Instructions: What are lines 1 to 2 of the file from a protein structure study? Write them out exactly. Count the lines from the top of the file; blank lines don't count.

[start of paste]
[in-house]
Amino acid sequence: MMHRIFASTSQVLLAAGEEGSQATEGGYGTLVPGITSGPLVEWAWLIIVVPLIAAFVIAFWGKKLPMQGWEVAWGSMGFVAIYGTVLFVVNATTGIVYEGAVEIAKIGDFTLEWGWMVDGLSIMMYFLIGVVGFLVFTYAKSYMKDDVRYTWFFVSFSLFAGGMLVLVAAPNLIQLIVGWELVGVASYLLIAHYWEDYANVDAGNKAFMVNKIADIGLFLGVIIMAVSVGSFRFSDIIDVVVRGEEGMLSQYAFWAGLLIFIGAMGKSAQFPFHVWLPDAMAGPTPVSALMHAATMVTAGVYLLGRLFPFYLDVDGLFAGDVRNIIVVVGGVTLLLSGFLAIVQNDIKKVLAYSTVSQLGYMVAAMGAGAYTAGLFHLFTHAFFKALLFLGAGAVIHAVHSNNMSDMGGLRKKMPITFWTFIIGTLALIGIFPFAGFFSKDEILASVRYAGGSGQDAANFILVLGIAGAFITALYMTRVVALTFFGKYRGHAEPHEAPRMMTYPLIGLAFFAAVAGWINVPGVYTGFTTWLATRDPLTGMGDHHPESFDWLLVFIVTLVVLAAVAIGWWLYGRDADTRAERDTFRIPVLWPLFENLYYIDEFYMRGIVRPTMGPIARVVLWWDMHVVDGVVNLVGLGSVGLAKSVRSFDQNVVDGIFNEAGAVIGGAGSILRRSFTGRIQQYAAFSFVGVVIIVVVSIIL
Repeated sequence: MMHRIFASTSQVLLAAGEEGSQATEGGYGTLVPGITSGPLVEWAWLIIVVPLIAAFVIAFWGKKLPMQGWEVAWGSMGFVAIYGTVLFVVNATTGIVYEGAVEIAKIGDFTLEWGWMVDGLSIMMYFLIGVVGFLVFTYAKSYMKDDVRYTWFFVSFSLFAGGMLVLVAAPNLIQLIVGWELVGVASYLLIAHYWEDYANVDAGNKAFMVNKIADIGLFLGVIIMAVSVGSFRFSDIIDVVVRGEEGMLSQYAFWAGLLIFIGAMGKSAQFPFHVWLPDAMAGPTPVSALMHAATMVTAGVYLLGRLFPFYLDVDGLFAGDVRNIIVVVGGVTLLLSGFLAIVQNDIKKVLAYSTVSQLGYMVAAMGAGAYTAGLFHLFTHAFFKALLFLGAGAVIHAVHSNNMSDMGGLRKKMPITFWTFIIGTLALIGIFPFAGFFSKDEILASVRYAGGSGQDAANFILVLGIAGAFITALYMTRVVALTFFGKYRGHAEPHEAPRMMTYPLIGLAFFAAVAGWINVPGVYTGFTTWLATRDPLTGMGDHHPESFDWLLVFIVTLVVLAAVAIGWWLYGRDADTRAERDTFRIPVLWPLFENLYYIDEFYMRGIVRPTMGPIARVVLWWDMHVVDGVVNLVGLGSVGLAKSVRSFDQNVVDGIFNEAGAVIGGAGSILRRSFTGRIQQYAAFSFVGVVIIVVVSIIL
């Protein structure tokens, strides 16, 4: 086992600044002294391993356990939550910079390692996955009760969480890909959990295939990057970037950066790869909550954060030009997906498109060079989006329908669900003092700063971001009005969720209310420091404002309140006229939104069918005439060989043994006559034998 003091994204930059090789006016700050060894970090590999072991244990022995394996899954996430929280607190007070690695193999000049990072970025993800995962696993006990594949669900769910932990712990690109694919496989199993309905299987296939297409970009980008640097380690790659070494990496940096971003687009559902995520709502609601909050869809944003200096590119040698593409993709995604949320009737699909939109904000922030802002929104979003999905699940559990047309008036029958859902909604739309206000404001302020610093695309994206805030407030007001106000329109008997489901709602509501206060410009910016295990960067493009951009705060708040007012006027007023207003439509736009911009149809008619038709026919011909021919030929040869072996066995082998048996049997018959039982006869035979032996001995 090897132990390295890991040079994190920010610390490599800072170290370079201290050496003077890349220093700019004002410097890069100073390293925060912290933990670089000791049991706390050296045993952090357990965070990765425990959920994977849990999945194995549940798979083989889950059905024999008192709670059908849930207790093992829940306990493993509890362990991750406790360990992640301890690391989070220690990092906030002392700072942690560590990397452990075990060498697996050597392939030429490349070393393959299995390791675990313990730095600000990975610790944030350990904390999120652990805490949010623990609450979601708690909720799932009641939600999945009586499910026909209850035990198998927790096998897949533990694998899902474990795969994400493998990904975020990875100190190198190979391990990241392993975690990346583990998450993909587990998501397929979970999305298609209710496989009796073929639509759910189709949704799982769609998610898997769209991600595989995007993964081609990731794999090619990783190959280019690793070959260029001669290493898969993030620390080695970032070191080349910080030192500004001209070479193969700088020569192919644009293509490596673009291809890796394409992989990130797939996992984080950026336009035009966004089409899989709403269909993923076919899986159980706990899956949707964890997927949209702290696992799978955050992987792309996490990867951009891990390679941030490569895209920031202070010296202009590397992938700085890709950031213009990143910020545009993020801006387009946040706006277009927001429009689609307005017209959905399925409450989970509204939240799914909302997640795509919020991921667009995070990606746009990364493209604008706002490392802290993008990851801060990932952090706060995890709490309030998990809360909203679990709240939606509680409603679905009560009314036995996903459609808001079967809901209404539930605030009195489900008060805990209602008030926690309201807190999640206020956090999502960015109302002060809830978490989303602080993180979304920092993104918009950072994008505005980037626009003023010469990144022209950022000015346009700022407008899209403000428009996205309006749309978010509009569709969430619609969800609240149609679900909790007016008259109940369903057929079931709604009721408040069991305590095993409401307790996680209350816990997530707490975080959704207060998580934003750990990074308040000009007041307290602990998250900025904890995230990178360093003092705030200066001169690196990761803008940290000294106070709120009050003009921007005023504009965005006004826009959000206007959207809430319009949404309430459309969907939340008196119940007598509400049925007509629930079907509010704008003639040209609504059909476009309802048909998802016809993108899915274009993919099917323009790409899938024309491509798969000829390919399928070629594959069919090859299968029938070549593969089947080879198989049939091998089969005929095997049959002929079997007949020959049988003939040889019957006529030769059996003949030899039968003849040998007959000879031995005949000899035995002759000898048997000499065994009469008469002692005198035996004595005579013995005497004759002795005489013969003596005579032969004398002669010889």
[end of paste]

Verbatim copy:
[in-house]
Amino acid sequence: MMHRIFASTSQVLLAAGEEGSQATEGGYGTLVPGITSGPLVEWAWLIIVVPLIAAFVIAFWGKKLPMQGWEVAWGSMGFVAIYGTVLFVVNATTGIVYEGAVEIAKIGDFTLEWGWMVDGLSIMMYFLIGVVGFLVFTYAKSYMKDDVRYTWFFVSFSLFAGGMLVLVAAPNLIQLIVGWELVGVASYLLIAHYWEDYANVDAGNKAFMVNKIADIGLFLGVIIMAVSVGSFRFSDIIDVVVRGEEGMLSQYAFWAGLLIFIGAMGKSAQFPFHVWLPDAMAGPTPVSALMHAATMVTAGVYLLGRLFPFYLDVDGLFAGDVRNIIVVVGGVTLLLSGFLAIVQNDIKKVLAYSTVSQLGYMVAAMGAGAYTAGLFHLFTHAFFKALLFLGAGAVIHAVHSNNMSDMGGLRKKMPITFWTFIIGTLALIGIFPFAGFFSKDEILASVRYAGGSGQDAANFILVLGIAGAFITALYMTRVVALTFFGKYRGHAEPHEAPRMMTYPLIGLAFFAAVAGWINVPGVYTGFTTWLATRDPLTGMGDHHPESFDWLLVFIVTLVVLAAVAIGWWLYGRDADTRAERDTFRIPVLWPLFENLYYIDEFYMRGIVRPTMGPIARVVLWWDMHVVDGVVNLVGLGSVGLAKSVRSFDQNVVDGIFNEAGAVIGGAGSILRRSFTGRIQQYAAFSFVGVVIIVVVSIIL